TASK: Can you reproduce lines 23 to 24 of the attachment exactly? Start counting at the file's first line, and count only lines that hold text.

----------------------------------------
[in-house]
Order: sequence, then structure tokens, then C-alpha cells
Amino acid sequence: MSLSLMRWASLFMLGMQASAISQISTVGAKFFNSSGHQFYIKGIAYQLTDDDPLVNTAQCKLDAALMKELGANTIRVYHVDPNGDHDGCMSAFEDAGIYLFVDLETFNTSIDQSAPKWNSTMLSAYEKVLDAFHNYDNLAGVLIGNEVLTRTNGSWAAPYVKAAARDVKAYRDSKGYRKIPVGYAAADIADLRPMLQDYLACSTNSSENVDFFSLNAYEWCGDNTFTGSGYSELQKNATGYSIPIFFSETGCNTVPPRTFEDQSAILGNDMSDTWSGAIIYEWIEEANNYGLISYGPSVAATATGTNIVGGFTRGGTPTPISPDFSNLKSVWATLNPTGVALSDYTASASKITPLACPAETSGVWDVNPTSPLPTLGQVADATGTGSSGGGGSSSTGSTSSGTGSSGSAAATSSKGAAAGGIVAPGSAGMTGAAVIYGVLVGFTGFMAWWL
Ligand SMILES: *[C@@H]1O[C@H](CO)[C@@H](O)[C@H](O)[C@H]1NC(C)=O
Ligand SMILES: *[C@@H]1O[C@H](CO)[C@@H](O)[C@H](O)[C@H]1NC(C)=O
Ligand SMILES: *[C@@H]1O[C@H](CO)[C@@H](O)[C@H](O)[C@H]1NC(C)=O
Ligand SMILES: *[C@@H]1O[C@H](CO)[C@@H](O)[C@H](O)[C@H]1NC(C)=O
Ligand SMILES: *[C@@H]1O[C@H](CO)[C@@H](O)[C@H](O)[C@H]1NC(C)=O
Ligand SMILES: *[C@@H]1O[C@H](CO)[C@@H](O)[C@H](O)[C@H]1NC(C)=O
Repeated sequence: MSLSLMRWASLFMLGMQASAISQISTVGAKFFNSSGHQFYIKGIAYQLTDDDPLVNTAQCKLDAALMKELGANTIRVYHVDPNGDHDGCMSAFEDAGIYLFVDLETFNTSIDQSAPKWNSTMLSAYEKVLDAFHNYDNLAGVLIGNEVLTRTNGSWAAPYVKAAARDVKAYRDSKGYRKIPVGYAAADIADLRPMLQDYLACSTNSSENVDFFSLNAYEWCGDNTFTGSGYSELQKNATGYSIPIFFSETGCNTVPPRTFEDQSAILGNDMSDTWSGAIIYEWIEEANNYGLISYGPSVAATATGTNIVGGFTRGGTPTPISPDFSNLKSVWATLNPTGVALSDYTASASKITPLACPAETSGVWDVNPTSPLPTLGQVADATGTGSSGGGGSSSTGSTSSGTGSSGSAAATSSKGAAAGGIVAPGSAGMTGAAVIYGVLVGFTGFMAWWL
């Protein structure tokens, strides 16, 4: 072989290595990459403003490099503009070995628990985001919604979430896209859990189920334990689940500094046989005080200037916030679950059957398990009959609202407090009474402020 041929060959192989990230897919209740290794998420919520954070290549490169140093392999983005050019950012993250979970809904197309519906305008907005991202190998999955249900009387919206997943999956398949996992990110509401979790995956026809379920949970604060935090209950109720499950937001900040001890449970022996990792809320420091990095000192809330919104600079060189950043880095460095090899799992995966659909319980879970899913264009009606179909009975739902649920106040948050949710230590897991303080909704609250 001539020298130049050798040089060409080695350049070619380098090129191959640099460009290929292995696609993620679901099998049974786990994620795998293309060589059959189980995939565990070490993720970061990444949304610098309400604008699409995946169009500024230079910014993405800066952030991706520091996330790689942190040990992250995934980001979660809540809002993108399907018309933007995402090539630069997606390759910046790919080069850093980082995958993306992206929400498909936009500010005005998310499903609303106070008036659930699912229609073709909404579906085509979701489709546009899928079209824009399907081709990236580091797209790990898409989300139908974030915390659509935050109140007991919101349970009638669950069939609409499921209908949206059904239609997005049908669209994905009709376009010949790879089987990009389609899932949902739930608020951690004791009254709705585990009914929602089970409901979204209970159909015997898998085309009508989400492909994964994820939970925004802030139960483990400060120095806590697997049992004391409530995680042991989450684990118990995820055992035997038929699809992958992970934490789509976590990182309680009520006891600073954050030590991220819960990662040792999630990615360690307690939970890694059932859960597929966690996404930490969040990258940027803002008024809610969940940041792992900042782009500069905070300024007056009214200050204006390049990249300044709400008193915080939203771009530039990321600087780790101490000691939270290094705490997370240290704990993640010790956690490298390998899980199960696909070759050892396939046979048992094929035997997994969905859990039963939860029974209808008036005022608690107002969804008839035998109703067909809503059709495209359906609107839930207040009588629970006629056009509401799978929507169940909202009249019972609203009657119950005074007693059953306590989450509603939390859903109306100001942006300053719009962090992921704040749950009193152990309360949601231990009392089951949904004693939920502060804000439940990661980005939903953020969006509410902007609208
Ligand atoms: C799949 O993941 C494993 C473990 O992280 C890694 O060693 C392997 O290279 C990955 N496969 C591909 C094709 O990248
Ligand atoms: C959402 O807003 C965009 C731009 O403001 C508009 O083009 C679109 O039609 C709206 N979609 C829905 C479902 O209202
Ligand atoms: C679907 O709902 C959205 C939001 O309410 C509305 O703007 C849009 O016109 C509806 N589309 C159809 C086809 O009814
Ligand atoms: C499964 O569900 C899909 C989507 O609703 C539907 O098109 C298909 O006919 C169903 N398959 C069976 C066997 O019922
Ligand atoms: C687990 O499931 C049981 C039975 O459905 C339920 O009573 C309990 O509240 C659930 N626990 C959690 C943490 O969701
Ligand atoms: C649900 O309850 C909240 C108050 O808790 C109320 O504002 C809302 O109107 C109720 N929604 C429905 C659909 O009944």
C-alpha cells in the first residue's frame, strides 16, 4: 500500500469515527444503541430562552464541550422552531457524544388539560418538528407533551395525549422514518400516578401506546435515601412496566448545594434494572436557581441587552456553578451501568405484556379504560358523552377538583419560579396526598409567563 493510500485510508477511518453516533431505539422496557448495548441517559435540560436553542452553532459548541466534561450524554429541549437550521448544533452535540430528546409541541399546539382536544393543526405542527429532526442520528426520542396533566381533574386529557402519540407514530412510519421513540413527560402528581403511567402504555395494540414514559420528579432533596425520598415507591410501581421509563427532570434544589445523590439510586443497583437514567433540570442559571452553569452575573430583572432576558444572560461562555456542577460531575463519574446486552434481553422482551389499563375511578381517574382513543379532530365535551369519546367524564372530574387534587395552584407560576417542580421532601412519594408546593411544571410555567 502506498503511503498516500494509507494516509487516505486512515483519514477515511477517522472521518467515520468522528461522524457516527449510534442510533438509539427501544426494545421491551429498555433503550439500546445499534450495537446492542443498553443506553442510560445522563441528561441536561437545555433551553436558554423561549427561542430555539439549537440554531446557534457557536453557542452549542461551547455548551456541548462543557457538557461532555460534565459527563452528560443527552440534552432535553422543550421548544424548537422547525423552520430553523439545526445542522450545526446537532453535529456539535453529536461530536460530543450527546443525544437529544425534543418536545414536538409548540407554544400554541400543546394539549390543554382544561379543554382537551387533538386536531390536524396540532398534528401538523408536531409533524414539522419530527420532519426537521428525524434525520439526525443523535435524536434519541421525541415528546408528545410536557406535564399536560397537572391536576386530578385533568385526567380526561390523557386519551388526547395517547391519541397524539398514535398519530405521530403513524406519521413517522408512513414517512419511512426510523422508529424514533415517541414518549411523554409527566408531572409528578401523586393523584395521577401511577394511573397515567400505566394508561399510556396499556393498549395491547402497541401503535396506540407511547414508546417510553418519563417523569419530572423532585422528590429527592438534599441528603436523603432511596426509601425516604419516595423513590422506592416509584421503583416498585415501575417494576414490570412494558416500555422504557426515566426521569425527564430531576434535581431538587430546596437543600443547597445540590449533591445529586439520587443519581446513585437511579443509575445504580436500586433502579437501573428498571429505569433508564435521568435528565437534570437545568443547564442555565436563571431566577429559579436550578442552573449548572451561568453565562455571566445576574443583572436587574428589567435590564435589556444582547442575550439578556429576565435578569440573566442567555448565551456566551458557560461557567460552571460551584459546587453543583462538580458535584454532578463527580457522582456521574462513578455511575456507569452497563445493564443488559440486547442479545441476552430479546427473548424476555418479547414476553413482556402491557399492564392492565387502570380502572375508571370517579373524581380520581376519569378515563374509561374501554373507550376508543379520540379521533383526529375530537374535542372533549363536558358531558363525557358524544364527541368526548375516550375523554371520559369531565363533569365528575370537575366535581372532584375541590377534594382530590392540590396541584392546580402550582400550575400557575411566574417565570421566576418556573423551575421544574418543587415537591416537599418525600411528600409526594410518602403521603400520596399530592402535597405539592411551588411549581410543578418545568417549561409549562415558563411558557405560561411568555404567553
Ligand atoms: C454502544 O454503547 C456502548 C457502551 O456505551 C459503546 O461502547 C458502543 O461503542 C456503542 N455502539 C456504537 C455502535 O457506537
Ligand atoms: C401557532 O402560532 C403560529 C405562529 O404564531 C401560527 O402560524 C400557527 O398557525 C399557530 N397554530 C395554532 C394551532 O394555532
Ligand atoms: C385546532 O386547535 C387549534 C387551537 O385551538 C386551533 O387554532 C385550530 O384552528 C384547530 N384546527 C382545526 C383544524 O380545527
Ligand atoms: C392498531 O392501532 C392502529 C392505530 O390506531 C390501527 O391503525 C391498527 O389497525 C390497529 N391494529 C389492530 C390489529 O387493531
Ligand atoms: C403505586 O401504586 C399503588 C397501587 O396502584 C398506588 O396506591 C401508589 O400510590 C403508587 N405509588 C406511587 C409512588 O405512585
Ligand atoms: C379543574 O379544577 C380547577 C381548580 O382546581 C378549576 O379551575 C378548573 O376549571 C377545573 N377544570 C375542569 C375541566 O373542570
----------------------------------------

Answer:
Ligand atoms: C403505586 O401504586 C399503588 C397501587 O396502584 C398506588 O396506591 C401508589 O400510590 C403508587 N405509588 C406511587 C409512588 O405512585
Ligand atoms: C379543574 O379544577 C380547577 C381548580 O382546581 C378549576 O379551575 C378548573 O376549571 C377545573 N377544570 C375542569 C375541566 O373542570